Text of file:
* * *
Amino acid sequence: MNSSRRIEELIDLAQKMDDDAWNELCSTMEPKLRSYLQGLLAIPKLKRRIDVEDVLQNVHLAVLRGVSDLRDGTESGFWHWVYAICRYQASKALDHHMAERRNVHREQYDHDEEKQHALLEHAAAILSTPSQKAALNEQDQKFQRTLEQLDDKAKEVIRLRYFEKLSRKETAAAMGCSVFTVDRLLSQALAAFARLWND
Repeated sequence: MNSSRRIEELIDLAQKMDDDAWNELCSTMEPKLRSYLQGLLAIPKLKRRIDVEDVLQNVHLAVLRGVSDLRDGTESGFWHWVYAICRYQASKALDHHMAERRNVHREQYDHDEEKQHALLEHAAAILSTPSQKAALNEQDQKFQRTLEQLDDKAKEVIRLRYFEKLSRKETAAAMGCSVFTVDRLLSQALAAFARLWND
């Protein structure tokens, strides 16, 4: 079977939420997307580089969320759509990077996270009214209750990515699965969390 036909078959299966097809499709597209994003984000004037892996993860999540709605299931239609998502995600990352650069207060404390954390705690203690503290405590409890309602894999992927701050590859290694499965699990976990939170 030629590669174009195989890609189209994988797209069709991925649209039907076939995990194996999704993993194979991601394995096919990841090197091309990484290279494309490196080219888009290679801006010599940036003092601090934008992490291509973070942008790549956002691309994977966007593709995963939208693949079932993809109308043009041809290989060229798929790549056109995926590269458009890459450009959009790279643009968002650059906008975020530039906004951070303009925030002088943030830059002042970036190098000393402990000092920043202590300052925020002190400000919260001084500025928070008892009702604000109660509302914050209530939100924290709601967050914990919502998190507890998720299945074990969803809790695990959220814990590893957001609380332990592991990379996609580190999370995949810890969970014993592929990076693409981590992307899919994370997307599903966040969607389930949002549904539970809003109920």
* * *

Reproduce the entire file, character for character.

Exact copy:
Amino acid sequence: MNSSRRIEELIDLAQKMDDDAWNELCSTMEPKLRSYLQGLLAIPKLKRRIDVEDVLQNVHLAVLRGVSDLRDGTESGFWHWVYAICRYQASKALDHHMAERRNVHREQYDHDEEKQHALLEHAAAILSTPSQKAALNEQDQKFQRTLEQLDDKAKEVIRLRYFEKLSRKETAAAMGCSVFTVDRLLSQALAAFARLWND
Repeated sequence: MNSSRRIEELIDLAQKMDDDAWNELCSTMEPKLRSYLQGLLAIPKLKRRIDVEDVLQNVHLAVLRGVSDLRDGTESGFWHWVYAICRYQASKALDHHMAERRNVHREQYDHDEEKQHALLEHAAAILSTPSQKAALNEQDQKFQRTLEQLDDKAKEVIRLRYFEKLSRKETAAAMGCSVFTVDRLLSQALAAFARLWND
């Protein structure tokens, strides 16, 4: 079977939420997307580089969320759509990077996270009214209750990515699965969390 036909078959299966097809499709597209994003984000004037892996993860999540709605299931239609998502995600990352650069207060404390954390705690203690503290405590409890309602894999992927701050590859290694499965699990976990939170 030629590669174009195989890609189209994988797209069709991925649209039907076939995990194996999704993993194979991601394995096919990841090197091309990484290279494309490196080219888009290679801006010599940036003092601090934008992490291509973070942008790549956002691309994977966007593709995963939208693949079932993809109308043009041809290989060229798929790549056109995926590269458009890459450009959009790279643009968002650059906008975020530039906004951070303009925030002088943030830059002042970036190098000393402990000092920043202590300052925020002190400000919260001084500025928070008892009702604000109660509302914050209530939100924290709601967050914990919502998190507890998720299945074990969803809790695990959220814990590893957001609380332990592991990379996609580190999370995949810890969970014993592929990076693409981590992307899919994370997307599903966040969607389930949002549904539970809003109920």